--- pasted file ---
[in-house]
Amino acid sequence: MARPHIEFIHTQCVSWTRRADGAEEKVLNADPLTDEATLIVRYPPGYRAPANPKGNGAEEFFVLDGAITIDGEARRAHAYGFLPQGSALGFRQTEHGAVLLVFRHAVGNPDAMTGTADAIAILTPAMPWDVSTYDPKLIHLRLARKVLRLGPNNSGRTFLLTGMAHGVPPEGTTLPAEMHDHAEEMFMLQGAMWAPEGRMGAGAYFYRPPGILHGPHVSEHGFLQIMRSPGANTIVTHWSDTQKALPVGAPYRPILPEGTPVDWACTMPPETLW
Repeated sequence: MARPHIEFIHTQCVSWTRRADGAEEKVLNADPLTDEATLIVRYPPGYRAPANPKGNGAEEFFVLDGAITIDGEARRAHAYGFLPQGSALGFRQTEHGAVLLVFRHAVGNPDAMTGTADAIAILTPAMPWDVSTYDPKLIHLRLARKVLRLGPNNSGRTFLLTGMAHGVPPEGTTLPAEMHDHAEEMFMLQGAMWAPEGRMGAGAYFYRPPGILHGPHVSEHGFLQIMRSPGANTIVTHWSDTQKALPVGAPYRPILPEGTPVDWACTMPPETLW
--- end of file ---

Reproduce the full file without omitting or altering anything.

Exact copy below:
[in-house]
Amino acid sequence: MARPHIEFIHTQCVSWTRRADGAEEKVLNADPLTDEATLIVRYPPGYRAPANPKGNGAEEFFVLDGAITIDGEARRAHAYGFLPQGSALGFRQTEHGAVLLVFRHAVGNPDAMTGTADAIAILTPAMPWDVSTYDPKLIHLRLARKVLRLGPNNSGRTFLLTGMAHGVPPEGTTLPAEMHDHAEEMFMLQGAMWAPEGRMGAGAYFYRPPGILHGPHVSEHGFLQIMRSPGANTIVTHWSDTQKALPVGAPYRPILPEGTPVDWACTMPPETLW
Repeated sequence: MARPHIEFIHTQCVSWTRRADGAEEKVLNADPLTDEATLIVRYPPGYRAPANPKGNGAEEFFVLDGAITIDGEARRAHAYGFLPQGSALGFRQTEHGAVLLVFRHAVGNPDAMTGTADAIAILTPAMPWDVSTYDPKLIHLRLARKVLRLGPNNSGRTFLLTGMAHGVPPEGTTLPAEMHDHAEEMFMLQGAMWAPEGRMGAGAYFYRPPGILHGPHVSEHGFLQIMRSPGANTIVTHWSDTQKALPVGAPYRPILPEGTPVDWACTMPPETLW